Rye, Rye, Rye. Rye not?
I really like rye bread. I don’t mean the commercial rye you buy in the supermarket. I mean the real deal you can bake at home. The flavor is full and intense and it goes with anything. You don’t need a spread but go ahead and try it with just about anything. The flavor comes through. Good rye bread also has a much longer shelf life than wheat.
Now rye is a challenge and you will get frustrated. I know I did. And I still do because they don’t all turn out wonderful. Did I mention door-stop? Boat anchor? Some of my loaves took more salesmanship than I have to convince my family to even try it.
Brotgewürz makes it even better. Brotgewürz is a European spice mixture that is popular in many countries. There’s no set recipe but I like to use a combination of fennel, anise, and caraway for a loaf with about 500 grams flour. I also add 44 grams molasses when I use the spices. (Grandma’s Molasses) And sometimes zest of one orange.
If you want a small quantity to try, find an Indian market. Check out Amazon for larger quantities that are very inexpensive. For milder flavor, crush or grind the seeds I prefer whole. Counter-intuitive, I know, but true.
Good rye bread is dense. Don’t expect light and fluffy. But it doesn’t have to be 100% rye flour to be rye bread. The tasteless stuff sold in supermarkets has a very low proportion of rye so you don’t want to go that low because you’ll lose the taste. I like to make a loaf in the 75% area of rye flour. I also like to slice it thinly and toast. To make a taller and lighter rye substitute some whole wheat or bread flour, or even vital wheat gluten. Combining flours is allowed in my kitchen, anyway.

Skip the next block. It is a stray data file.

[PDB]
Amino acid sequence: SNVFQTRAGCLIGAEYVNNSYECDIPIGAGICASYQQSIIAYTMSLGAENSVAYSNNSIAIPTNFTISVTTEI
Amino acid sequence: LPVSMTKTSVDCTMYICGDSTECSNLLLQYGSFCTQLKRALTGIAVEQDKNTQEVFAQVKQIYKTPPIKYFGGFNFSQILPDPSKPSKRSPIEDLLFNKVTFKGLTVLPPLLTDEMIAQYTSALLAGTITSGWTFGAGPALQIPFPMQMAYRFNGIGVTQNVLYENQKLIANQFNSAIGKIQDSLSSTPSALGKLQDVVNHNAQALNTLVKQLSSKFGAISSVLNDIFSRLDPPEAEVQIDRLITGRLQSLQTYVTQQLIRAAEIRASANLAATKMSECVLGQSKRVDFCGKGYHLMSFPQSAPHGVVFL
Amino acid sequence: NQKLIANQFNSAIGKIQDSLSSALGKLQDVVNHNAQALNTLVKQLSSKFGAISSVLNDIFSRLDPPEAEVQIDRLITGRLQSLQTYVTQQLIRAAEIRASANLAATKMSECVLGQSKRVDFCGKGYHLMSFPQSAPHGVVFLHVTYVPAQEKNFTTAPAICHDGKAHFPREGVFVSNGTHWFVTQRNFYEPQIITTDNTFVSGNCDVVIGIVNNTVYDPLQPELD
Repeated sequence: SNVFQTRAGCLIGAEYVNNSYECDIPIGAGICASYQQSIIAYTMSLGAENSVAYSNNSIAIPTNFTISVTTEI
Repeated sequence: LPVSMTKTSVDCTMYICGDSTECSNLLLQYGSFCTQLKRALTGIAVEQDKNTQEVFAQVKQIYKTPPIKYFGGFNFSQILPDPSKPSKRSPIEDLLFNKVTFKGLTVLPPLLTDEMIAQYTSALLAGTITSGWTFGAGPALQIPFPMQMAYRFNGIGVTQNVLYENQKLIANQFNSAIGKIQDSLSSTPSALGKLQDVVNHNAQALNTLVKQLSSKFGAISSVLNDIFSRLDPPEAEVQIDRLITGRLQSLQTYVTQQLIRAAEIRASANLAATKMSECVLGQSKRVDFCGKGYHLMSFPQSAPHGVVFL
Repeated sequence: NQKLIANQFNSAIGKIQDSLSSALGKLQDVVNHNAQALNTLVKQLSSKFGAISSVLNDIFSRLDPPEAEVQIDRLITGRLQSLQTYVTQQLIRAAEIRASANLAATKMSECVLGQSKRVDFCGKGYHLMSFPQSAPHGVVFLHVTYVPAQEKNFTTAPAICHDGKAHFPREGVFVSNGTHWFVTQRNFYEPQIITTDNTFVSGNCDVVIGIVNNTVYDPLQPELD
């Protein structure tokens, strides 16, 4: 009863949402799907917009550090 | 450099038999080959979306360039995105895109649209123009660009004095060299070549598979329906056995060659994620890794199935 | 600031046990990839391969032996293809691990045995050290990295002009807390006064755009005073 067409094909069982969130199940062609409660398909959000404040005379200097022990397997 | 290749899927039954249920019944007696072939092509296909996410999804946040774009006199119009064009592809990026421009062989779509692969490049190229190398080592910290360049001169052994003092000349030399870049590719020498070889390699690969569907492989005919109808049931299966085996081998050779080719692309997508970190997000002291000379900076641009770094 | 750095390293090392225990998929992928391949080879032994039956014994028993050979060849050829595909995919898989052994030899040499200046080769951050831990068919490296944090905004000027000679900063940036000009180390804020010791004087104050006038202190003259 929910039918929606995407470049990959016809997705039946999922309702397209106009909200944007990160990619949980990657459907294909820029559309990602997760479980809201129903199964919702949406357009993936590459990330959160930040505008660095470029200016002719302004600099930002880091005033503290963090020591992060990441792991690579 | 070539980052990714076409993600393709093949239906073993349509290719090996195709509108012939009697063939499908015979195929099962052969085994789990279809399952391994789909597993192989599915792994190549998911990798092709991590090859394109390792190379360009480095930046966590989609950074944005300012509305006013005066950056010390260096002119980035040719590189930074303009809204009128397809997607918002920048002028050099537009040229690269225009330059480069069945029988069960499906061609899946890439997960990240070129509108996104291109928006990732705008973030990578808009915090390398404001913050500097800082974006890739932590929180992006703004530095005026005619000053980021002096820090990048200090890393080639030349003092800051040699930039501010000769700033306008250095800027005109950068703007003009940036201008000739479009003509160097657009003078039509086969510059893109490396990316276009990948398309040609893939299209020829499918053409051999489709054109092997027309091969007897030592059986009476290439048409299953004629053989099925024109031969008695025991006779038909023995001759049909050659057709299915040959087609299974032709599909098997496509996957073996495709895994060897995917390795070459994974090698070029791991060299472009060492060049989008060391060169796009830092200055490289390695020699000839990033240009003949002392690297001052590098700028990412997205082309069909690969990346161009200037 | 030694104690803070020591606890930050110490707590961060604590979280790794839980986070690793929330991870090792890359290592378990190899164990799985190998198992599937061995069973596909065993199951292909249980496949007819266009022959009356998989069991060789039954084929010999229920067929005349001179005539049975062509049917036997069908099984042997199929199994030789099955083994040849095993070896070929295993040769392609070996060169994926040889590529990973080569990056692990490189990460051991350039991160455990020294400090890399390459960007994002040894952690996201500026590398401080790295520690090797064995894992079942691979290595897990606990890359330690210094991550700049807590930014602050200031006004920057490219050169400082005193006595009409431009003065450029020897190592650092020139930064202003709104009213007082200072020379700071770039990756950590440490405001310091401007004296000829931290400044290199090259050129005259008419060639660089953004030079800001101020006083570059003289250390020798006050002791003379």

Some rye recipes will produce a boule or oval loaf, such as the OMG Rye you’ll find in other posts on this blog. But this recipe (and most other rye recipes) works best in a loaf pan. Rye recipes tend to the more hydrated doughs and they just don’t hold up without a pan. This 82% hydration recipe is just about the easiest I have tried, so it is definitely a print-it-out-and-put-it-on-the-fridge recipe.
330g water, 95-100 F.
370g recently fed starter (I use 100% hydration, 100% rye starter)
350g rye flour (I use home sprouted and milled)
60g bread flour
40g vital wheat gluten
1 T. whole fennel seeds
1 t. whole anise seeds
1 t. whole caraway seeds
Mix all ingredients. A dough whisk works well but you could also use a HD stand mixer or your hands. It is a heavy, wet and sticky dough. Don’t over mix and be gentle but make sure all the flour gets incorporated.
Bulk Proof: Cover bowl and let it proof for 60-90 minutes.
Press or spoon the dough into a greased loaf pan. Mine is 9×5.
Final Proof: Cover pan lightly with plastic wrap or bag for 60-90 minutes. It won’t rise very much.
Bake in preheated 475F. oven for 15 minutes. Steam is good during the first 15. After 15 minutes, reduce heat to 425F. and bake for about 45 minutes. Check at 40 minutes. I failed to check at 40 minutes and the crust was a little dark. See above photo. It is also good to give the pan a 180 degree turn half way through baking. I sprinkled oatmeal on the above shown loaf.
Remove from pan and cool on rack for at least six hours. Wrap in towel if you run out of day.
This recipe can be done easily in one day. I use a mother from which I make a levain so I have to start early but it is still done by 20:00 hours. I cover with a dish towel and wait until morning to slice. My starter maintenance can be found at No More Starter Discard on this blog.
Recipe adapted from recipe by Marta Chrzanowska